South Somerset

Market Towns in South Somerset


Petters House, Petters Way, BA20 1SH, Yeovil


Known as Ivell in Thomas Hardy’s Wessex, Yeovil is mentioned in the Domesday Book as a thriving market community and is still a country town at heart surrounded by beautiful countryside. An important centre for the leather industry in the 19th century, the town is famous for its glove-making with its football club nick-named the Glovers and for making helicopters. It has numerous shops, a country park, theatre and entertainment centre.

Settled in ancient times on a major Roman route through the West Country, Yeovil means ‘town on the river’. It’s south Somerset’s centre for entertainment and shopping, and is a centre for everything from top-league football to leather goods to military technology.


Its strategic position on the Fosse Way (now A37) between Dorchester and Ilchester was vital to the Romans, and makes it easy to reach for you.

The name just means ‘town on the river’, which goes for most places round here, but no two Somerset towns are alike, and you’ll find that its character is unique. 

Throughout Saxon and medieval times the town continued to thrive.

A market charter from King John, who took a big interest in Somerset, guaranteed its status as the local farming centre.

While most Somerset towns surrounded by upland grazing went in for wool, Yeovil developed the speciality of glove making, and the name still survives in the nickname of ‘giant killers’ Yeovil Football Club – the glovers.

These days the gloves are off, and you can’t buy a pair made in the town.

We can probably fix you up with a helicopter or two, as military equipment is the town’s biggest export, and Leonardo Helicopters the biggest employer. 

Yeovil is one of these towns which is much bigger than it appears.

You can ramble for what seems like miles through the historic centre, built around the noble C14 church of St John the Baptist, passing many fine old buildings, and not passing up many shopping opportunities.

There’s a theatre, all sorts of arts and crafts, and the famous football club.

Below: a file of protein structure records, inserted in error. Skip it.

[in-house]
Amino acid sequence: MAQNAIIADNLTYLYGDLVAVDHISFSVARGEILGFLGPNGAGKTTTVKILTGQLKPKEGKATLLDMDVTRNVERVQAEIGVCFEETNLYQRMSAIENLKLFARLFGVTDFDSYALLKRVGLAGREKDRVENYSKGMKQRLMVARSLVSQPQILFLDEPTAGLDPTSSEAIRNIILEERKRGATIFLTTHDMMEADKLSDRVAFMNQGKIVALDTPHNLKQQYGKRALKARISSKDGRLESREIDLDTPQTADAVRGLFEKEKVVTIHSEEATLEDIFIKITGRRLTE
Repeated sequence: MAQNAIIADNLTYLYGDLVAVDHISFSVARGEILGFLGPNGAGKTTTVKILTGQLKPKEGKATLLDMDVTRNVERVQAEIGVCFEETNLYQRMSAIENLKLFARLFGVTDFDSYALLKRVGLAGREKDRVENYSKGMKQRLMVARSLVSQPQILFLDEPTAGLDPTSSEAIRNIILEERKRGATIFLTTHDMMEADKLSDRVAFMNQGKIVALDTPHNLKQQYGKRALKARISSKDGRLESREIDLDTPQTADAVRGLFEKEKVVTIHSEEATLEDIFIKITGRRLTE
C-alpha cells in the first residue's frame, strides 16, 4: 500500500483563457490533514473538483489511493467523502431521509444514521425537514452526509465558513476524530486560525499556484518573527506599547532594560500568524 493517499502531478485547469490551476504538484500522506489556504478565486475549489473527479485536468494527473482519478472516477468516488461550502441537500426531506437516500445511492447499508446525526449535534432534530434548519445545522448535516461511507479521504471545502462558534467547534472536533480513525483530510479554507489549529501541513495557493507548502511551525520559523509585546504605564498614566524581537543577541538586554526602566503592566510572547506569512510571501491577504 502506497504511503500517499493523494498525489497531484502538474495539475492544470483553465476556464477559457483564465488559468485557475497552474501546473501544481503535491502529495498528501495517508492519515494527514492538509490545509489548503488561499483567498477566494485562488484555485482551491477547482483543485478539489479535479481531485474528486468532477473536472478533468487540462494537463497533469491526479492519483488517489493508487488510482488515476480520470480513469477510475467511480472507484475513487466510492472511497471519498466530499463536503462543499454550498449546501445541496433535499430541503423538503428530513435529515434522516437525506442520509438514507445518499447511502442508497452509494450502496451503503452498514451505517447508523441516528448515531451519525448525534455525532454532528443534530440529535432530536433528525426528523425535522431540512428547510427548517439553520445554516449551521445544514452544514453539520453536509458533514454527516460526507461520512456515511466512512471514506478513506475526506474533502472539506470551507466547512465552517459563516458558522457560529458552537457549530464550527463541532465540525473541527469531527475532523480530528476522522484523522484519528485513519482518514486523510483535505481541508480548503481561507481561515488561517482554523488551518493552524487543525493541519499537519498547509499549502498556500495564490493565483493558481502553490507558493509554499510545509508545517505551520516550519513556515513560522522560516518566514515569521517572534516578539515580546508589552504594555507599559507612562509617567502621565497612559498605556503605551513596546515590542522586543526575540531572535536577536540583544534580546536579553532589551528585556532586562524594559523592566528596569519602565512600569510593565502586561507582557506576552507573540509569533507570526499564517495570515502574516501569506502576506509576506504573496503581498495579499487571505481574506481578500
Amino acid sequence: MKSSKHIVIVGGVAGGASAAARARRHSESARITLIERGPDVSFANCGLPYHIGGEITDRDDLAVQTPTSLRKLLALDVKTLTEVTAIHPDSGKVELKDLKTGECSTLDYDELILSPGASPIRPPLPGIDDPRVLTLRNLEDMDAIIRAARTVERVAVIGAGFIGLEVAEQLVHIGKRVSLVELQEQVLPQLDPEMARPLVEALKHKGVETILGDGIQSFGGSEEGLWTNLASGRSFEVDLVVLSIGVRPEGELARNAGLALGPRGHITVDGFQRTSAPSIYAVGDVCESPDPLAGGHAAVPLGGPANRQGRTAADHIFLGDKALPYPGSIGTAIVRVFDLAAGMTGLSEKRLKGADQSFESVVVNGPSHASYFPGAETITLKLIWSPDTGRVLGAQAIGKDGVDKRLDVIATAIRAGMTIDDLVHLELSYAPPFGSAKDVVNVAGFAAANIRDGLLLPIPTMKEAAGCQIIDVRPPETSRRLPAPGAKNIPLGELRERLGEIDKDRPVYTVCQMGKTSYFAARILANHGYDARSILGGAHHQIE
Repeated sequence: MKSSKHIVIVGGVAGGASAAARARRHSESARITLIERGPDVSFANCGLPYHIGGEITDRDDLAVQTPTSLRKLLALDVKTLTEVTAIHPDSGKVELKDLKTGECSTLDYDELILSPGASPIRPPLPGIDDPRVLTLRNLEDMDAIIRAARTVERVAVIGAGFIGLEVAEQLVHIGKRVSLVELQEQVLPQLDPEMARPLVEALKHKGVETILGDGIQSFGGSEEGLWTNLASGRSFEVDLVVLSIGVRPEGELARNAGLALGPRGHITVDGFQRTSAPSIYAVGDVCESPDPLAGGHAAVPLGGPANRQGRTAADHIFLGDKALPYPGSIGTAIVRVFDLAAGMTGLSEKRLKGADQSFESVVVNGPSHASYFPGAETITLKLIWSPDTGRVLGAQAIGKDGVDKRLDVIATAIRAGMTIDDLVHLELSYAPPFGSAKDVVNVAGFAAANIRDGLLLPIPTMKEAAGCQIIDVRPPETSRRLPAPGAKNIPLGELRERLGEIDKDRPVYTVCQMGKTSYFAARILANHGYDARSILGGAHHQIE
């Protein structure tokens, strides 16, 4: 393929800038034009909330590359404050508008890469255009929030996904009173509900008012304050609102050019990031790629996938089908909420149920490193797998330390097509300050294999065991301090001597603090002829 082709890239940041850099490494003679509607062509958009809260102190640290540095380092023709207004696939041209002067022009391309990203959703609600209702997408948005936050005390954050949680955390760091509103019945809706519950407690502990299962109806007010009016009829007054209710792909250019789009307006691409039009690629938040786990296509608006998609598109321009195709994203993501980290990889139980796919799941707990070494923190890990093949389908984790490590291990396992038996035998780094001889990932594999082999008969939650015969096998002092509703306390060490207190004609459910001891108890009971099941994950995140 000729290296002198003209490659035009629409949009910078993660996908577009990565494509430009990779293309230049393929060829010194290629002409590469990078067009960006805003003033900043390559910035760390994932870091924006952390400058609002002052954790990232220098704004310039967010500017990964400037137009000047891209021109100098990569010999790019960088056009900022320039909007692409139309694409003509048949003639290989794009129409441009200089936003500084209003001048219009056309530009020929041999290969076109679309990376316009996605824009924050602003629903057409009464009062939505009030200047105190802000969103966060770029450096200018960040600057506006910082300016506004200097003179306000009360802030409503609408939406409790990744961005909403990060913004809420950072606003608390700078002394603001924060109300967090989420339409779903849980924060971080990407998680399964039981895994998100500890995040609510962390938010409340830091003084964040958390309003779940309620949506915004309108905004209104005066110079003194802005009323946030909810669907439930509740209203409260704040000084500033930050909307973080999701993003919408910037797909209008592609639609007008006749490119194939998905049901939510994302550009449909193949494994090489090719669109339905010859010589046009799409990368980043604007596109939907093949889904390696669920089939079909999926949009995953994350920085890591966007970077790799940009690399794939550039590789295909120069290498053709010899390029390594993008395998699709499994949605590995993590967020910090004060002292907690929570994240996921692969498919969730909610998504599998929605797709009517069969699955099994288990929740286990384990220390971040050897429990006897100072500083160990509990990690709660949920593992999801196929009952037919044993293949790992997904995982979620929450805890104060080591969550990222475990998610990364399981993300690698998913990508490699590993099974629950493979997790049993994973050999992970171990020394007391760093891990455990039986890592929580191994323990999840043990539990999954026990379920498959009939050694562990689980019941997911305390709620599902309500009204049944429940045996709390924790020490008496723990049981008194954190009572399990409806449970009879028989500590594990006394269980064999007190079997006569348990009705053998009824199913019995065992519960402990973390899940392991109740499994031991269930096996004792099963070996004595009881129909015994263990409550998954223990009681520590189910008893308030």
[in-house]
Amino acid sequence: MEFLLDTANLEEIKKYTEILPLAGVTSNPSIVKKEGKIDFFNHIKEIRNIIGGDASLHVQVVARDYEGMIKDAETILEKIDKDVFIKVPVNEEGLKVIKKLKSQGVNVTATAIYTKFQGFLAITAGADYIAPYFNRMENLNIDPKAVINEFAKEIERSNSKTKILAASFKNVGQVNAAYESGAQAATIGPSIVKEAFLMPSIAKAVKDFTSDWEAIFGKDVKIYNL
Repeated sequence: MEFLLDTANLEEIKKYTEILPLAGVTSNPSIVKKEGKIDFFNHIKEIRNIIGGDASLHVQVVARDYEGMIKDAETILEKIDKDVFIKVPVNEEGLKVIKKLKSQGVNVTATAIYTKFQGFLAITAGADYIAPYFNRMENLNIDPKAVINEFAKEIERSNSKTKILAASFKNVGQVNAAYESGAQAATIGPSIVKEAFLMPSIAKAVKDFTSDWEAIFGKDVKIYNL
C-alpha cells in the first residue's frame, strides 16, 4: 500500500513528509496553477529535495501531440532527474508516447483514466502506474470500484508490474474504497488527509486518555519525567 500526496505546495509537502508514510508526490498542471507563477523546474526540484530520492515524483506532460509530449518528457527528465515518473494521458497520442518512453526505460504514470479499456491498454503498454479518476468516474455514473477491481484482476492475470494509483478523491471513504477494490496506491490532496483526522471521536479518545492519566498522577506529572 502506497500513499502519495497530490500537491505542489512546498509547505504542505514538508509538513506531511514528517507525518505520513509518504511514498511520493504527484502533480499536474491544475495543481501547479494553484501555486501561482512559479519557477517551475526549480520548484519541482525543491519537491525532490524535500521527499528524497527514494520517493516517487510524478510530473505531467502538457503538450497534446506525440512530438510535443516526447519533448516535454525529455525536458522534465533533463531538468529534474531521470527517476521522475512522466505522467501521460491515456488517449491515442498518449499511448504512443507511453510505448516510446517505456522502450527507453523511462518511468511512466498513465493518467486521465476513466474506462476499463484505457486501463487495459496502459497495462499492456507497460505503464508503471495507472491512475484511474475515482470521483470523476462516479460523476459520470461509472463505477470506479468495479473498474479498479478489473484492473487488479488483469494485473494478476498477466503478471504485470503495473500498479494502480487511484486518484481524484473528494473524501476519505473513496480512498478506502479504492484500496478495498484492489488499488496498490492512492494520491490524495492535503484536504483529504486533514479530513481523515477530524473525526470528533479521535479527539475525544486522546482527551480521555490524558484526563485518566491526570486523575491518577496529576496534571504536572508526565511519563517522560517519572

If you remember Stephen Potter’s Lifemanship books from the 1950s, they’re based on Yeovil, which Thomas Hardy had previously recreated as Ivell.

These days Yeovil only has two railway stations, a comedown from its original four, but it’s on the A37 and A30, a stone’s throw from the A303.

Yeovil Tourist Information Centre

Yeovil Tourist Information Centre  can help you with travel to the area, places to stay and eat, events and attractions - and lots more great ideas for the whole family. Easily accessible for visitors with disabilities, low counter, hearing loop. A pay and display car park is situated at the rear of the building.

Opening Times - 9.00am - 4.00pm

Please follow the link for more information on South Somerset and the surrounding area, or use the red 'What's Nearby' box to search for things to see and do in the area.

Local and national tourist information
* Somewhere to stay - both locally and nationwide
* Ideas for things to do - days out, attractions and events discount vouchers available

Tickets agents for:-
- Berry's Coaches to London
- Bluebird Coach Holidays
- Condor Ferries
- National Express
- South West Coaches daytrips
-  Advance discount tickets for local events including:-
- Royal Bath & West Show
- Yeovilton Air Day
-  Dorset Steam Fair

For visiting coach parties please call Yeovil TIC for meet and greet service as well as parking arrangements and discount vouchers .


Petters House
Petters Way
BA20 1SH
United Kingdom

T: 01935 462781



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